Chapter 68

Elastic step - Disconsolate party - Not the season - Mend your draught - Good ale - Crotchet - Hammer and tongs - Schoolmaster - True Eden life - Flaming Tinman - Twice my size - Hard at work - My poor wife - Grey Moll - A Bible - Half-and-half - What to do - Half inclined - In no time - On one condition - Don’t stare - Like the wind.

AFTER walking some time, I found myself on the great road, at the same spot where I had turned aside the day before with my new-made acquaintance, in the direction of his house. I now continued my journey as before, towards the north. The weather, though beautiful, was much cooler than it had been for some time past; I walked at a great rate, with a springing and elastic step. In about two hours I came to where a kind of cottage stood a little way back from the road, with a huge oak before it, under the shade of which stood a little pony and a cart, which seemed to contain various articles. I was going past - when I saw scrawled over the door of the cottage, ‘Good beer sold here’; upon which, feeling myself all of a sudden very thirsty, I determined to go in and taste the beverage.

I entered a well-sanded kitchen, and seated myself on a bench, on one side of a long white table; the other side, which was nearest to the wall, was occupied by a party, or rather family, consisting of a grimy- looking man, somewhat under the middle size, dressed in faded velveteens, and wearing a leather apron - a rather pretty- looking woman, but sun-burnt, and meanly dressed, and two ragged children, a boy and girl, about four or five years old. The man sat with his eyes fixed upon the table, supporting his chin with both his hands; the woman, who was next him, sat quite still, save that occasionally she turned a glance upon her husband with eyes that appeared to have been lately crying. The children had none of the vivacity so general at their age. A more disconsolate family I had never seen; a mug, which, when filled, might contain half a pint, stood empty before them; a very disconsolate party indeed.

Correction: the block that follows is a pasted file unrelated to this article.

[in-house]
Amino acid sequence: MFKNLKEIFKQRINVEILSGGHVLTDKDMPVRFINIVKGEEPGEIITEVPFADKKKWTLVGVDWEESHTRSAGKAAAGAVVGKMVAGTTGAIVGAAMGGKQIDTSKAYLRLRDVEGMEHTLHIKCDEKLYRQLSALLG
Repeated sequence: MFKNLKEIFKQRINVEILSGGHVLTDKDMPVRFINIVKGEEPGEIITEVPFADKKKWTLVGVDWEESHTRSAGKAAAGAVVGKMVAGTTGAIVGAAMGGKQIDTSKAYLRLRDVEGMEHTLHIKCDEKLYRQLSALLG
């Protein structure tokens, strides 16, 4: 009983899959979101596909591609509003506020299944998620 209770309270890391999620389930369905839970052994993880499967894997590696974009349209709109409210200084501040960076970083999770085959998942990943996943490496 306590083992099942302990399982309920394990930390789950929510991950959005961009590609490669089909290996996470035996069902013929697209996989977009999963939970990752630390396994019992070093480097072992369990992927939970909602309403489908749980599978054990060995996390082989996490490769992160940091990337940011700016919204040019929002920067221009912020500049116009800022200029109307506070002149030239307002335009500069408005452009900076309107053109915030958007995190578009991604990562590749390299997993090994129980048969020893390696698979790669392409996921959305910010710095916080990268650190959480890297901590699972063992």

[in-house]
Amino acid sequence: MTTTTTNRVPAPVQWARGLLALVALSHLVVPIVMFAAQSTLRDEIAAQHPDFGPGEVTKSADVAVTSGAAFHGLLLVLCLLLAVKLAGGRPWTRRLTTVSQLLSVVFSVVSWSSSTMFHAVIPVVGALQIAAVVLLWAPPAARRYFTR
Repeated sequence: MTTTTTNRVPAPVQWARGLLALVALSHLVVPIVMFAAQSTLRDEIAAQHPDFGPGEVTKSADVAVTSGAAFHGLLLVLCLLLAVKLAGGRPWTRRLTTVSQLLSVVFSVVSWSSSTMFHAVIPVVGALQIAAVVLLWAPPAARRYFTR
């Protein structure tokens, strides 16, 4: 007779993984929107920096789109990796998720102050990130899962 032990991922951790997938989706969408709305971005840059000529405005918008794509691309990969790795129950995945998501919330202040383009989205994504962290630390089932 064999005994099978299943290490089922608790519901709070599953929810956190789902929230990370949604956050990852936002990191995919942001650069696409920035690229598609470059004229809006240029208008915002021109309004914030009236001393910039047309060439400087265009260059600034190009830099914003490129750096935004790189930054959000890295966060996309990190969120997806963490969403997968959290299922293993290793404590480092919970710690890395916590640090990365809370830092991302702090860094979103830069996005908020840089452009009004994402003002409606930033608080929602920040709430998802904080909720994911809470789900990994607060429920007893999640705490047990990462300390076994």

‘House!’ said I; ‘House!’ and then, as nobody appeared, I cried again as loud as I could, ‘House! do you hear me, House!’

‘What’s your pleasure, young man?’ said an elderly woman, who now made her appearance from a side apartment.

‘To taste your ale,’ said I.

‘How much?’ said the woman, stretching out her hand towards the empty mug upon the table.

‘The largest measure-full in your house,’ said I, putting back her hand gently. ‘This is not the season for half-pint mugs.’

‘As you will, young man,’ said the landlady; and presently brought in an earthen pitcher which might contain about three pints, and which foamed and frothed withal.

‘Will this pay for it?’ said I, putting down sixpence.

‘I have to return you a penny,’ said the landlady, putting her hand into her pocket.

‘I want no change,’ said I, flourishing my hand with an air.

‘As you please, young gentleman,’ said the landlady, and then, making a kind of curtsey, she again retired to the side apartment.

‘Here is your health, sir,’ said I to the grimy-looking man, as I raised the pitcher to my lips.

The tinker, for such I supposed him to be, without altering his posture, raised his eyes, looked at me for a moment, gave a slight nod, and then once more fixed his eyes upon the table. I took a draught of the ale, which I found excellent; ‘Won’t you drink?’ said I, holding the pitcher to the tinker.

  By PanEris using Melati.

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